FOR ME, THE IDEA of Robert Downey Jr. returning as Sherlock Holmes was almost entirely unwelcome—though no fault of his own. His portrayal of the master sleuth in 2009's Sherlock Holmes was a mumbling, fascinating mess, far removed from the cold, stilted detective one often sees in various film and TV incarnations. And I certainly don't mind a brusque retooling of any famous literary character—but take a moment and imagine Jane Eyre as directed by Michael Bay. That's what the 2009 version directed by Guy Ritchie was like. There were so many bells, whistles and explosions, solving the actual mystery became a distant afterthought—which of course, was half the fun in the original stories.

However in Sherlock Holmes: A Game of Shadows, much of that fun returns... and the bells and whistles? They can be heard, but only dimly in the distance.

War is brewing in Europe, but Holmes is convinced an evil hand is guiding the conflict—particularly that of his arch nemesis Professor Moriarty (the wholly excellent Jared Harris, best known as Mad Men's Lane Pryce). Very nearly ruining the wedding of his cohort Dr. Watson (the equally excellent Jude Law), Holmes drags his unwilling pal to France, Germany, and finally Switzerland for a final deadly conflict at the edge of Reichenbach Falls. (Holmes' fans will perk up at the reference.)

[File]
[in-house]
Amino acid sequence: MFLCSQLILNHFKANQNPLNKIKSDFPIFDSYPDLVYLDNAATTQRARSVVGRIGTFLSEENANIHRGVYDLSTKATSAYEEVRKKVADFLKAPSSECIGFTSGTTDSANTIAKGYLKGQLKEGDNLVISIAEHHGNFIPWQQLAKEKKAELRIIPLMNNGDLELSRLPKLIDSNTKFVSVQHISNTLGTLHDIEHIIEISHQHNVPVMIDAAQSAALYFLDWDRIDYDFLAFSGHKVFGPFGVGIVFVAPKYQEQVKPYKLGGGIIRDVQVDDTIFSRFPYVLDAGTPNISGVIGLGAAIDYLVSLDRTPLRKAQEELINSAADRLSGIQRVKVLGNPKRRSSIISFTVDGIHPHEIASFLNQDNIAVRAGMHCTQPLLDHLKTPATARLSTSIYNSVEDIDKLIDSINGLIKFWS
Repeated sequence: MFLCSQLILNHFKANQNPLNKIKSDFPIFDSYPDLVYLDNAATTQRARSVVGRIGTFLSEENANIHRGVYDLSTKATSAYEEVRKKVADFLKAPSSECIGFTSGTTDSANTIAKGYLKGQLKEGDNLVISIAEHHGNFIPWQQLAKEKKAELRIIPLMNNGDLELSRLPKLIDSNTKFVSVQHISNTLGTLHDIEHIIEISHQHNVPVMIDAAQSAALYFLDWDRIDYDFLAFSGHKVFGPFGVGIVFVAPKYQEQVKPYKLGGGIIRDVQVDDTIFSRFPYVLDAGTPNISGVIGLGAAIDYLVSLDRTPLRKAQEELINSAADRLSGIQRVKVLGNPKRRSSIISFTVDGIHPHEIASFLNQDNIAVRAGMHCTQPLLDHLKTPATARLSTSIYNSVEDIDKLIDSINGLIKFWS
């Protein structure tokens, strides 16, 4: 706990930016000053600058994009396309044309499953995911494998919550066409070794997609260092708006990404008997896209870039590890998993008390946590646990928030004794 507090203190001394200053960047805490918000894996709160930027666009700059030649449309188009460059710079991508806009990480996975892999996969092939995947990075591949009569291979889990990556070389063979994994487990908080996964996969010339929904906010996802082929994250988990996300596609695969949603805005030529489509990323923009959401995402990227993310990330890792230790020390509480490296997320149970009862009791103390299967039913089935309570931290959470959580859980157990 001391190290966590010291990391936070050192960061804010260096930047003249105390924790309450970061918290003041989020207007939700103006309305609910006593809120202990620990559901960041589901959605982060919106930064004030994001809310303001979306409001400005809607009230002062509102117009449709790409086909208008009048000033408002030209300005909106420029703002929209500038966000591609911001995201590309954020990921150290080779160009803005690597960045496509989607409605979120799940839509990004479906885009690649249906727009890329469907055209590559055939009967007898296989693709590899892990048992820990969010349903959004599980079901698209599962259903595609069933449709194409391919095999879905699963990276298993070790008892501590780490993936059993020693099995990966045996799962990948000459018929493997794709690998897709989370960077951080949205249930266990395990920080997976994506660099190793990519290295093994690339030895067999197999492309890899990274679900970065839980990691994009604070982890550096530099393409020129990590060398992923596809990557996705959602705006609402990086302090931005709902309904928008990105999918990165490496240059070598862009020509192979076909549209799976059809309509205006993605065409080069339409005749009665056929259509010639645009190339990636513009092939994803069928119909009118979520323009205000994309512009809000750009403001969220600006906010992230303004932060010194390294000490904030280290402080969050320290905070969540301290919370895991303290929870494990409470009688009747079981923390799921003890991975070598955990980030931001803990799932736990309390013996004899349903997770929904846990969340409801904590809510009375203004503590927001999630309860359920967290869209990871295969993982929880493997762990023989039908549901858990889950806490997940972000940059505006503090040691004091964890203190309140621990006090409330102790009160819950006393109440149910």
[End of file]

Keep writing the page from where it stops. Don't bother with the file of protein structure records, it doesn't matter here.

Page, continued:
Ultimately however, the mystery itself becomes secondary to watching three great actors (four, if one counts Brit comedian Stephen Frye as Sherlock's "smarter" brother Mycroft—and you should) build their scenes like master carpenters working on a spiral staircase. Downey and Law's repartee crackles like a Victorian era Abbott and Costello, while Harris' Moriarty is calm, calculated evil personified.

For lovers of Arthur Conan Doyle's original text, it's best to enter this movie pretending he had nothing to do with it. This is an "alternate reality" Sherlock Holmes, where comedy, overblown action scenes, and other occasional bells and whistles take precedence over the art of deduction. But the heart of Holmes—which will always be his deep, complicated relationship with Watson—is there in spades. At least this time around.